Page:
Guest post by Natan Bar-Chama, MD, Director of Male Reproductive Medicine and Surgery at The Mount Sinai Hospital, and Associate Professor of Urology at the Icahn School of Medicine at Mount Sinai.

Natan-Bar-Chama_008_cropped[1]Men in middle age face some of the same physical issues that women do. Men also find themselves gaining weight, feeling a lack of energy, being depressed and/or experiencing a decreased sex drive. These symptoms can be due to various causes: diabetes, obesity, depression, work marital, or relationship stresses or thyroid dysfunction. But sometimes these problems are due to low levels of testosterone, a condition called hypogonadism, caused by a problem in the testicles or pituitary gland. It is estimated that 1 in 4 men over 60 have low testosterone. Read more

Pulses

Guest post by Jennifer Ross, MS, RD, CDN, a Clinical Nutritionist at Mount Sinai Beth Israel.

headshotLately I’ve been hearing a lot about pulses – that they’re the new “it” food of 2016. I’ve heard that they provide ample health benefits and are replacing things like quinoa, kale, and other exotic-sounding foods (that are bound to be hard to find and expensive) as the new life-changing power food. The word itself is ugly, and reminds me of a beating heart, and something that I definitely do not want to eat. I will be the first to admit that I actually had no idea what a pulse is. Have you heard of them? I was pleasantly surprised to learn what pulses actually are, and to find that I’ve actually been eating them fairly regularly throughout my entire adult life.  Read more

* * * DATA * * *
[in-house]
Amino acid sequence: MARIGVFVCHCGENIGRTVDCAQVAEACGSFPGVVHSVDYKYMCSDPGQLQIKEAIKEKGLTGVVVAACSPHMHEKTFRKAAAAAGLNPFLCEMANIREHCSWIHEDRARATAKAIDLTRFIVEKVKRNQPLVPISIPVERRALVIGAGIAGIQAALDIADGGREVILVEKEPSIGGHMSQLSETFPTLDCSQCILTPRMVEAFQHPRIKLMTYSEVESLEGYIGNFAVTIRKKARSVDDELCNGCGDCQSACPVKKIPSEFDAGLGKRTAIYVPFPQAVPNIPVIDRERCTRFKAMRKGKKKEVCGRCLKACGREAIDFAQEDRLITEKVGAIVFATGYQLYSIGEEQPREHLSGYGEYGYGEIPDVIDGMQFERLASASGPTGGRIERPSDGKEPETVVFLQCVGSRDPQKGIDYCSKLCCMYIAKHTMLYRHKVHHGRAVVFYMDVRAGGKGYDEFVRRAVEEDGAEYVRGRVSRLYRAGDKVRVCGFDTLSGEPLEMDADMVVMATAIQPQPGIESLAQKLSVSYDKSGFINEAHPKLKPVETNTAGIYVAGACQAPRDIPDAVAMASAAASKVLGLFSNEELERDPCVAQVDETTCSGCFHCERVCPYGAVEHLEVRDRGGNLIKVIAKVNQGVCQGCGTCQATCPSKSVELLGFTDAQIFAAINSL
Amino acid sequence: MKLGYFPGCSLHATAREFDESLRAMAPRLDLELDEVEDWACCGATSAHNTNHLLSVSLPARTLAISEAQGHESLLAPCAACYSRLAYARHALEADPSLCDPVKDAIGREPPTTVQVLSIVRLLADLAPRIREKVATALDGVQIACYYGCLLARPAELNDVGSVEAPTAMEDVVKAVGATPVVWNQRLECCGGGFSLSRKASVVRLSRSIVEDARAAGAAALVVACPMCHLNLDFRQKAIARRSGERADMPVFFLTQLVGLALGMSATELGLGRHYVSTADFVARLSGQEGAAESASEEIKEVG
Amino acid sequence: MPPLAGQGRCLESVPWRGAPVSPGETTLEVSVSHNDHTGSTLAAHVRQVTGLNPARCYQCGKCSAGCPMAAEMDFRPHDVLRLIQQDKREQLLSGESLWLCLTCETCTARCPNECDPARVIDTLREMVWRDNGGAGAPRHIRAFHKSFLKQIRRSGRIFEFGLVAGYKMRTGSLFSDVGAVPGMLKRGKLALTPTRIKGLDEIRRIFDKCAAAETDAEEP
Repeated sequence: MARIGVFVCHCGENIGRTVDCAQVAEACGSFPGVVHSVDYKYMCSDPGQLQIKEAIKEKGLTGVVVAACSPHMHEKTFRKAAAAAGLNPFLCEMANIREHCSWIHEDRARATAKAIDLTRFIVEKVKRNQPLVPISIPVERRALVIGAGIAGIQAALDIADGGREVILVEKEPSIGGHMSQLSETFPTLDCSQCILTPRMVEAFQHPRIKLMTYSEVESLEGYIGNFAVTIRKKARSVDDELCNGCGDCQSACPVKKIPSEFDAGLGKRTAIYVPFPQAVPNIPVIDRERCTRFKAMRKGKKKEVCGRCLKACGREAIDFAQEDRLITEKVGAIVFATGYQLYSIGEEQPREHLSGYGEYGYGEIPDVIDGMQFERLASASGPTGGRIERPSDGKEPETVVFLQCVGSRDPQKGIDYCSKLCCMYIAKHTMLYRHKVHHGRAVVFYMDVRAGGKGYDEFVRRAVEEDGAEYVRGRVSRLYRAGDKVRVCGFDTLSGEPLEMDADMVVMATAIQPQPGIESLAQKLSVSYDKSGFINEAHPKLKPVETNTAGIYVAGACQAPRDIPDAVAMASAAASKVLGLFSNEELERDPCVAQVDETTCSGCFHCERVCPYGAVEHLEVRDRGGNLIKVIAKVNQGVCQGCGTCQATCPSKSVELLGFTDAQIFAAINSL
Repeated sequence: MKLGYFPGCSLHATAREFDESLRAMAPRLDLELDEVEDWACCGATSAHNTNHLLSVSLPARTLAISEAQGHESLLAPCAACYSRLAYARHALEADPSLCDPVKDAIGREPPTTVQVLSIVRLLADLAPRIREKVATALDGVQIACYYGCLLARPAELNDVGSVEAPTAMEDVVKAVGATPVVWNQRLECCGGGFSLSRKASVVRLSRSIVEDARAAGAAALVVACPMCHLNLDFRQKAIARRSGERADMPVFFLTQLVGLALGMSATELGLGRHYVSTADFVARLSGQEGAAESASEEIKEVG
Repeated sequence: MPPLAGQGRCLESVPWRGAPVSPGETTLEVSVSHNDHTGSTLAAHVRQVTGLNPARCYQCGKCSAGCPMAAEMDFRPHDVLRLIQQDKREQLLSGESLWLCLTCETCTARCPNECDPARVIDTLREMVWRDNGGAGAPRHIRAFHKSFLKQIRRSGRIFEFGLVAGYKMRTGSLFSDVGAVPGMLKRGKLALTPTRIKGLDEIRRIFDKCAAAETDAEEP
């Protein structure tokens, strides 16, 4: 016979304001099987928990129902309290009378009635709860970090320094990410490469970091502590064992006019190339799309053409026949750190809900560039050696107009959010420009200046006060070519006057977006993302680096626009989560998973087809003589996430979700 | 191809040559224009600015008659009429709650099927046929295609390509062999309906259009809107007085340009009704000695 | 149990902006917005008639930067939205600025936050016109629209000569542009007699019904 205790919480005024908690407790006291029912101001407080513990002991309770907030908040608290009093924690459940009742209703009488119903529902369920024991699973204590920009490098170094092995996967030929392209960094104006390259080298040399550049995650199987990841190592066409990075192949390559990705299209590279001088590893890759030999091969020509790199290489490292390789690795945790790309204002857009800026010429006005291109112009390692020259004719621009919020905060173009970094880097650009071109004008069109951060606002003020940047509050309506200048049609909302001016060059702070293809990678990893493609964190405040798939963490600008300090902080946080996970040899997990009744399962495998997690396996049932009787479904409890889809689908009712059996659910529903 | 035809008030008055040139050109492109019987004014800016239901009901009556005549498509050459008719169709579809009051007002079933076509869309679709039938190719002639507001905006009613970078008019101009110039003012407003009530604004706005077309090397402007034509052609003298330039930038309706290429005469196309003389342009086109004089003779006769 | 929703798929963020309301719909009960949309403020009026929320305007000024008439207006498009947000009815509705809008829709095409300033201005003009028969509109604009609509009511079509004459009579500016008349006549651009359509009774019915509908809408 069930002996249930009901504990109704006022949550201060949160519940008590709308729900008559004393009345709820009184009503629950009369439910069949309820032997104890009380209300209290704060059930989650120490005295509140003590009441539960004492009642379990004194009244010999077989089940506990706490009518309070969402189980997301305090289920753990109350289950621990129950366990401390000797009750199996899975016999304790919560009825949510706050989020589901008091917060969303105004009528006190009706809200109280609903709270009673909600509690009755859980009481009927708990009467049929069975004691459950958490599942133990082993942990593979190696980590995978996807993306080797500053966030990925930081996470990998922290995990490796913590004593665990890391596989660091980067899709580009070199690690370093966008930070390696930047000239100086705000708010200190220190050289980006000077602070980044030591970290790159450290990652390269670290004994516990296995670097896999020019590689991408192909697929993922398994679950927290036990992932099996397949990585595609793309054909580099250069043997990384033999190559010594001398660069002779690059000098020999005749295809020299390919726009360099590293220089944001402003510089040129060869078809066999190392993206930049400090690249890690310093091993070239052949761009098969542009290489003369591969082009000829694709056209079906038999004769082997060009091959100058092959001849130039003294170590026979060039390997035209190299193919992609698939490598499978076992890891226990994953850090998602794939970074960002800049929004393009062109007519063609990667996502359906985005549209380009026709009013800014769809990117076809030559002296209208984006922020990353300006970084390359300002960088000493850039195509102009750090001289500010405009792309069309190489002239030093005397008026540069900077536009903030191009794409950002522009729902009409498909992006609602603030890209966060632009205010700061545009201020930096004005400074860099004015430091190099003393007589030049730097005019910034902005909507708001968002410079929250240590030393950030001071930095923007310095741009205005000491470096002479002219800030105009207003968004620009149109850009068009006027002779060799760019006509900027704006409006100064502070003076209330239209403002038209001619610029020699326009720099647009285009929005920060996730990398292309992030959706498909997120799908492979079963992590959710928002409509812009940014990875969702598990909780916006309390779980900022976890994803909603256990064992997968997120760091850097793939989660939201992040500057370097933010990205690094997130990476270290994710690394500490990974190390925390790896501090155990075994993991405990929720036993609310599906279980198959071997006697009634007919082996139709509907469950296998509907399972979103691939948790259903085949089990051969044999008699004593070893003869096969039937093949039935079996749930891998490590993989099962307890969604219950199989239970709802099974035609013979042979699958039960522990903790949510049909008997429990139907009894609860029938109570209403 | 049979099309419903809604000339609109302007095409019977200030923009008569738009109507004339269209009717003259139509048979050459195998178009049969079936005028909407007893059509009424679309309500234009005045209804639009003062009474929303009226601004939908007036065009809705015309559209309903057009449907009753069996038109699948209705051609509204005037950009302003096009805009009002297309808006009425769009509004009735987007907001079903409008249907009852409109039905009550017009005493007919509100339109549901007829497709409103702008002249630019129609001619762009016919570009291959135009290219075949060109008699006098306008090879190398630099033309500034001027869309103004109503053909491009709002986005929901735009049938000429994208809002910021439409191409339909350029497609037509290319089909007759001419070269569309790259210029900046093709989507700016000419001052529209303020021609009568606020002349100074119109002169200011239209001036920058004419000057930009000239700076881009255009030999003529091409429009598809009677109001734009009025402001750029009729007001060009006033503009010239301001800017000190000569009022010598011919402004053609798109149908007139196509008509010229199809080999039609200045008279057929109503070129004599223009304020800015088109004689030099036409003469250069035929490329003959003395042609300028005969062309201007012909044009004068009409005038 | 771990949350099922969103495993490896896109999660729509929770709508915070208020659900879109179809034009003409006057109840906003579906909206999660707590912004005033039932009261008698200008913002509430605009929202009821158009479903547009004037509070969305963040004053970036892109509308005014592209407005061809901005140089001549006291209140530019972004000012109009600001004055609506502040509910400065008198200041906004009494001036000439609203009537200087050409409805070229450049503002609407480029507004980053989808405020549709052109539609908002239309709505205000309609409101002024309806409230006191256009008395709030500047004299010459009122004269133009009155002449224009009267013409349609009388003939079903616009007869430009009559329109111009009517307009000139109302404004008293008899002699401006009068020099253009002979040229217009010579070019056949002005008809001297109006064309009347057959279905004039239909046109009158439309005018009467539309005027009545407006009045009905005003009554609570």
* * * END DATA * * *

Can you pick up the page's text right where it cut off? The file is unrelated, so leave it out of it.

Meatless Monday

Guest post by Jennifer Ross, MS, RD, CDN, a Clinical Nutritionist at Mount Sinai Beth Israel

headshotMaybe you’ve heard of Meatless Monday before, or maybe you haven’t. Either way, it has become a widespread global movement that can improve your health. Meatless Monday was initiated by the John Hopkins Bloomberg School of Public Health in 2003 as a way to encourage Americans to reduce their saturated fat intake, which can be done by consuming non-animal protein sources. According to the movement’s website, it is now being practiced in 36 countries.  Read more